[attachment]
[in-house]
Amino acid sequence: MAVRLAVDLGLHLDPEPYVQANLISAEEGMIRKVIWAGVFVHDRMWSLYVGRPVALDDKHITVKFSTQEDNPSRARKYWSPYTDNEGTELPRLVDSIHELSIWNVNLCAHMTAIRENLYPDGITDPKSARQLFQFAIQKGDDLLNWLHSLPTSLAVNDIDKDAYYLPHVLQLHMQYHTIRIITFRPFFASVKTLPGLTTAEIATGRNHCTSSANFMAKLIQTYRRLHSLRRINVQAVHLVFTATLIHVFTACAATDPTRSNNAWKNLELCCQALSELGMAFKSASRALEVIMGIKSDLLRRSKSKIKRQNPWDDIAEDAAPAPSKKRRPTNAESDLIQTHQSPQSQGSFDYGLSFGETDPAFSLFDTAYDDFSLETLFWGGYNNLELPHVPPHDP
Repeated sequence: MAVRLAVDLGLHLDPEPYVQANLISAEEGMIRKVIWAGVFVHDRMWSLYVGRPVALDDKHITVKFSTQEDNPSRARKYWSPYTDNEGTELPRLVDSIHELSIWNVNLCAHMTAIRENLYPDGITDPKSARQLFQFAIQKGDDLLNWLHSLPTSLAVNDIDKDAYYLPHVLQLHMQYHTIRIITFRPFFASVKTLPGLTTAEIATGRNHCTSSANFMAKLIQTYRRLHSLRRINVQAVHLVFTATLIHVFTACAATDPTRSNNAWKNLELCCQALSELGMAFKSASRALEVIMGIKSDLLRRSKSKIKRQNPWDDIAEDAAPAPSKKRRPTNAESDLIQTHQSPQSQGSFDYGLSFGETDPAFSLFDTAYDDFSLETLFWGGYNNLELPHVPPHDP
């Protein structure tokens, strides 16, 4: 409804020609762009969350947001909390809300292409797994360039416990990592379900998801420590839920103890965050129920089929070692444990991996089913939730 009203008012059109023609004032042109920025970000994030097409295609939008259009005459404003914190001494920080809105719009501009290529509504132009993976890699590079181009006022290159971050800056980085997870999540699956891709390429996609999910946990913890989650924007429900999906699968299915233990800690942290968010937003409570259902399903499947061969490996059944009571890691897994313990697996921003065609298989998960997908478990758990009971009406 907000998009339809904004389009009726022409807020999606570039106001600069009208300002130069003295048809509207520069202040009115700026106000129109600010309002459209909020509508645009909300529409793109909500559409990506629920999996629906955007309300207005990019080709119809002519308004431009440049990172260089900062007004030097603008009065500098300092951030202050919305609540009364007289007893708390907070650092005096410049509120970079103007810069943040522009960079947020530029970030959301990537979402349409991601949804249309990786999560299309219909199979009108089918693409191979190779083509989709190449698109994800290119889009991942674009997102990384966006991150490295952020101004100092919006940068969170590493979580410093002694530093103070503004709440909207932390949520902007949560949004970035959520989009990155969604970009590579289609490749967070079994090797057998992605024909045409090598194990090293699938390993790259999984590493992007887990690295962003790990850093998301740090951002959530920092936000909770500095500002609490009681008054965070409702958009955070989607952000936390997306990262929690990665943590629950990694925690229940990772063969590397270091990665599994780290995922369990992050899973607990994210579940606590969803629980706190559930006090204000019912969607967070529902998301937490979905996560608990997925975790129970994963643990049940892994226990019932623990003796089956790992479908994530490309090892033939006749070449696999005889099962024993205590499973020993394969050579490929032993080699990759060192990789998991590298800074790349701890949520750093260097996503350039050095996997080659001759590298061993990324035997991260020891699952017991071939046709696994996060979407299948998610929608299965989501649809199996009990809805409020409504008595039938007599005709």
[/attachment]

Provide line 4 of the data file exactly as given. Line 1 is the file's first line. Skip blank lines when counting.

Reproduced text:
């Protein structure tokens, strides 16, 4: 409804020609762009969350947001909390809300292409797994360039416990990592379900998801420590839920103890965050129920089929070692444990991996089913939730 009203008012059109023609004032042109920025970000994030097409295609939008259009005459404003914190001494920080809105719009501009290529509504132009993976890699590079181009006022290159971050800056980085997870999540699956891709390429996609999910946990913890989650924007429900999906699968299915233990800690942290968010937003409570259902399903499947061969490996059944009571890691897994313990697996921003065609298989998960997908478990758990009971009406 907000998009339809904004389009009726022409807020999606570039106001600069009208300002130069003295048809509207520069202040009115700026106000129109600010309002459209909020509508645009909300529409793109909500559409990506629920999996629906955007309300207005990019080709119809002519308004431009440049990172260089900062007004030097603008009065500098300092951030202050919305609540009364007289007893708390907070650092005096410049509120970079103007810069943040522009960079947020530029970030959301990537979402349409991601949804249309990786999560299309219909199979009108089918693409191979190779083509989709190449698109994800290119889009991942674009997102990384966006991150490295952020101004100092919006940068969170590493979580410093002694530093103070503004709440909207932390949520902007949560949004970035959520989009990155969604970009590579289609490749967070079994090797057998992605024909045409090598194990090293699938390993790259999984590493992007887990690295962003790990850093998301740090951002959530920092936000909770500095500002609490009681008054965070409702958009955070989607952000936390997306990262929690990665943590629950990694925690229940990772063969590397270091990665599994780290995922369990992050899973607990994210579940606590969803629980706190559930006090204000019912969607967070529902998301937490979905996560608990997925975790129970994963643990049940892994226990019932623990003796089956790992479908994530490309090892033939006749070449696999005889099962024993205590499973020993394969050579490929032993080699990759060192990789998991590298800074790349701890949520750093260097996503350039050095996997080659001759590298061993990324035997991260020891699952017991071939046709696994996060979407299948998610929608299965989501649809199996009990809805409020409504008595039938007599005709």